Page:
A Cargo of Green Hearts
it’s fair, said the crow, these black
feathers and voice like gargling on nails
what they call us when we gather:
murder—as if we contrived to
peck out hearts. the earth has
clothed us in ashes and death
and there is endless need for those
things, I know—but sometimes in the
night when wind gives up whistling
and the owl's electric eye stalks us to
shivering onto the plank of a branch
I am no longer of death
am indistinguishable from dark
alone and freed to sing a high blue note
or burst into flame, not
able to hold onto whatever you
make of me.
it is said, before my time
before naming, we were
white birds born of snow
who dipped ourselves
down from the poles to
quench a fire that
would eat the entire planet.
once you take on suffering
there is no going back
you are the cloth of the
ghats thence forward.
sometimes I compose a hoarse poem
or laugh madly or fall into
a kiss as if to break my bones on it.
always, I am wearing these same
feathers but not getting any younger.
but the flying, the way earth looks
small and gifted as a seed I might peck
up and plant in some faraway,
sane dirt--well, tell me
what you would not trade for that.
a last wish: to be carted out
on the ice after supper.
let the moon drag that
silver leg over me and
we'll see what's left.
I am aware of the fish
those old monks who've
given up on air. what a deep
blue world they pray in.
their lips pursed up
to steal something from
the sad sky. it's all in the
leaning, what the trees do
to also surrender: extend,
throw some weight into
it, break the wooden ankles.
easy to miss the crickets,
frogs, face of an old lover.
I am so lonely now, all
in white on a supposedly
red day. "try breathing,"
a familiar voice says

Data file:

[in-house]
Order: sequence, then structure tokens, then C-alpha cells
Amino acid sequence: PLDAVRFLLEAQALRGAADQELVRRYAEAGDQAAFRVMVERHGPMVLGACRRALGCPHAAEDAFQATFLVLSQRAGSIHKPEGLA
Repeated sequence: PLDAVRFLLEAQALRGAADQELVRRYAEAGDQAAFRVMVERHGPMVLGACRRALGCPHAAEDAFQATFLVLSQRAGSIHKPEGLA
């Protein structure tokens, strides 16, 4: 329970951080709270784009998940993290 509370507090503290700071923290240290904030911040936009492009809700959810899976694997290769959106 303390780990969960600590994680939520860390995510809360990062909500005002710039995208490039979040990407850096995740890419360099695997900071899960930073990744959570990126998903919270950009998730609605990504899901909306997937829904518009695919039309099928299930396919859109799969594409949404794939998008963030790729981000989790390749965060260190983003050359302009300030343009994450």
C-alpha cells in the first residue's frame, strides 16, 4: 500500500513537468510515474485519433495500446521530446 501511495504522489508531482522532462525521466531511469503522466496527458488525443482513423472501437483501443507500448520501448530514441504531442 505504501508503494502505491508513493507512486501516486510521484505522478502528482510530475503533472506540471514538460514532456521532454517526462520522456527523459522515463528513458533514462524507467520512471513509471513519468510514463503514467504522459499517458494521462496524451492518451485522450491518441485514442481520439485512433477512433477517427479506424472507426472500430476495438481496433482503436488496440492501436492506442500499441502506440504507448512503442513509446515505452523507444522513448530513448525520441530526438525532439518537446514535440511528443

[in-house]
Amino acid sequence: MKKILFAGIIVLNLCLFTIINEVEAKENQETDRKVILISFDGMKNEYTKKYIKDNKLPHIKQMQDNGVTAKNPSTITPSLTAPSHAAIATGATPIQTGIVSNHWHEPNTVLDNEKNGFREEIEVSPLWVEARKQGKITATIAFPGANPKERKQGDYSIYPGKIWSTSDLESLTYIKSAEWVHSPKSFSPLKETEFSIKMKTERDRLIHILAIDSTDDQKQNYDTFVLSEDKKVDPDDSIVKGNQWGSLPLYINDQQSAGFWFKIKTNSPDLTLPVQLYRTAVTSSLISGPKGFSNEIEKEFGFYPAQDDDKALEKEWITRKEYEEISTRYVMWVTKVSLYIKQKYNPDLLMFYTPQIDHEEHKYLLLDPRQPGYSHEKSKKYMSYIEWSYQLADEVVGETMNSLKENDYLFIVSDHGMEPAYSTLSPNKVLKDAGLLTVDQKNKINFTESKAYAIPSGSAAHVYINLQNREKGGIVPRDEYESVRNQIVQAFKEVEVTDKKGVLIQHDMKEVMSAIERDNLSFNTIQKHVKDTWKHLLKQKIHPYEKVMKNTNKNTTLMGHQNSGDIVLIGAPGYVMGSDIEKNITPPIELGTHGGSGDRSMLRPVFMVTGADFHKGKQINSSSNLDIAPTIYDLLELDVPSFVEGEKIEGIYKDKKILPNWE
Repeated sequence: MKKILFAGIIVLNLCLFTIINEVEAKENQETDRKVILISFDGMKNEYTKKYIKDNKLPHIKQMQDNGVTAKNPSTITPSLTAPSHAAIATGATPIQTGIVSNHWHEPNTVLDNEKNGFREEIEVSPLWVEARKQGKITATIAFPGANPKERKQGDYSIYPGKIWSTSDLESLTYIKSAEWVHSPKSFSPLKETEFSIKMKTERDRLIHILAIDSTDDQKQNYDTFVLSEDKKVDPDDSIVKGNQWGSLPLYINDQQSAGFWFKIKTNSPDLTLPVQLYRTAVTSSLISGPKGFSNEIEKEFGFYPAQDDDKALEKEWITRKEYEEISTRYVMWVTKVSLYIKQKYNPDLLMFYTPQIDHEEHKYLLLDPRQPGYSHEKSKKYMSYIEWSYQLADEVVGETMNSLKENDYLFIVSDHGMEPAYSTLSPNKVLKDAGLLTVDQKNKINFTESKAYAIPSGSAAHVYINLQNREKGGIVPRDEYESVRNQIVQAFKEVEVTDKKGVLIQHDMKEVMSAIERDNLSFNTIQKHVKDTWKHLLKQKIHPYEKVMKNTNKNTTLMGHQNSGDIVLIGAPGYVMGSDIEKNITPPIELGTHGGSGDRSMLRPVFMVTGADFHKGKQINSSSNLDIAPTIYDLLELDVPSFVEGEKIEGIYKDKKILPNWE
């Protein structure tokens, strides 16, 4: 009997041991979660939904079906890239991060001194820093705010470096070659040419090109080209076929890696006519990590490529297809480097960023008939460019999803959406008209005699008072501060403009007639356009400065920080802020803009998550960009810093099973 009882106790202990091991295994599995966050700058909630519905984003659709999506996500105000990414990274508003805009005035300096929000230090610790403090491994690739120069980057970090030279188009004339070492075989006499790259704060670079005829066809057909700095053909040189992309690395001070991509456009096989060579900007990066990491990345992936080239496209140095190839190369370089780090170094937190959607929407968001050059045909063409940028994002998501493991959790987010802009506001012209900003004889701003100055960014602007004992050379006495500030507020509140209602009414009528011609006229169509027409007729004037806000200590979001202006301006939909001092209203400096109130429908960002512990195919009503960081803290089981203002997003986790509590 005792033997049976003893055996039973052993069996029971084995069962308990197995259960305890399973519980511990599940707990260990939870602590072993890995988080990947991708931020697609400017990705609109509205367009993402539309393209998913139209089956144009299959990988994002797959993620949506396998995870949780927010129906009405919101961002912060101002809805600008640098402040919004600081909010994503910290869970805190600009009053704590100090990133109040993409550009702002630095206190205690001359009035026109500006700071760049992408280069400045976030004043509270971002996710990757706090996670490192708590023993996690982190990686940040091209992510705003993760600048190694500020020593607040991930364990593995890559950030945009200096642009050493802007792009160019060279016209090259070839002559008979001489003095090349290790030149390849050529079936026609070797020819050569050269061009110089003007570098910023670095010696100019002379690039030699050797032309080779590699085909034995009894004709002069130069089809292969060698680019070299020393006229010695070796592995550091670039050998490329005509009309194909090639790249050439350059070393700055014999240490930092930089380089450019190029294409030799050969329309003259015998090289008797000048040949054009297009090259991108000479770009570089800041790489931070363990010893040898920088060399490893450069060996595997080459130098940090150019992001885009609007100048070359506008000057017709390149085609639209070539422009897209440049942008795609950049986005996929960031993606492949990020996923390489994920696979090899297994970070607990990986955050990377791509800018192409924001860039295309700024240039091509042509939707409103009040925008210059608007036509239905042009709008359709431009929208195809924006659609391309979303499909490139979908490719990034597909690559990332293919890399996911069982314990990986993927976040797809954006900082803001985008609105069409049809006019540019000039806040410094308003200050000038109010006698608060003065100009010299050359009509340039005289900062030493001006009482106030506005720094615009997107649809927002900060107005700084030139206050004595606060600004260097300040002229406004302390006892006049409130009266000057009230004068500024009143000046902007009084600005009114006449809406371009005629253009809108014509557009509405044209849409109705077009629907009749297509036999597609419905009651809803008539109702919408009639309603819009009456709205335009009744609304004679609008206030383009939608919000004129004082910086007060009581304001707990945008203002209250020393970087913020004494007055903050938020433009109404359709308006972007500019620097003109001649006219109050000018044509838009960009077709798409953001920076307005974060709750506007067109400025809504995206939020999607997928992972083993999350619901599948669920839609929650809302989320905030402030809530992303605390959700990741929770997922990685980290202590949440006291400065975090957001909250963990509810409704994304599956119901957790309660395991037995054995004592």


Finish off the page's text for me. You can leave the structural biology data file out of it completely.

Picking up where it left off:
and as if it makes sense,
I am thinking about the vocation
of snow, the cold laundry attendant
tasked with bleaching creation
how the small fingered snowflakes
knuckle into rolling white blankets
as if to make whole the land we have
gouged with our machines as if
to silence our bee-voices
and dull the daggered corners.
to think one might press an ear
to the frigid window and hear
a voice, like static at first, subtle
as the footfall of millipedes
then after hours of listening
making sense at last of the sky
singing softly to each flake the
secrets of falling without screaming
of landing without a sound as
if having been and always
belonged right there.
oh heart, to live in these times.
boldly go now, the dark birds;
a small hand on the clock
bullies midnight. I am not strong
without you; like an empty walnut
shell, this chest. my hand, a rotten
stick. if I speak without you
my consonants like weak glass
shiver. there was a time when
you were so immense I could not
contain you. had to tear all the
door frames out of my house.
every last rib had a hinge.
I would open and throw wet
dollops of you to anyone
who passed, to wolves, to cannibals
I had plenty to spare. now I blow
on what remains like a man in
a storm trying to convince a fire.
we all have work to do, the brazing
of bones. I claim this red task as mine.
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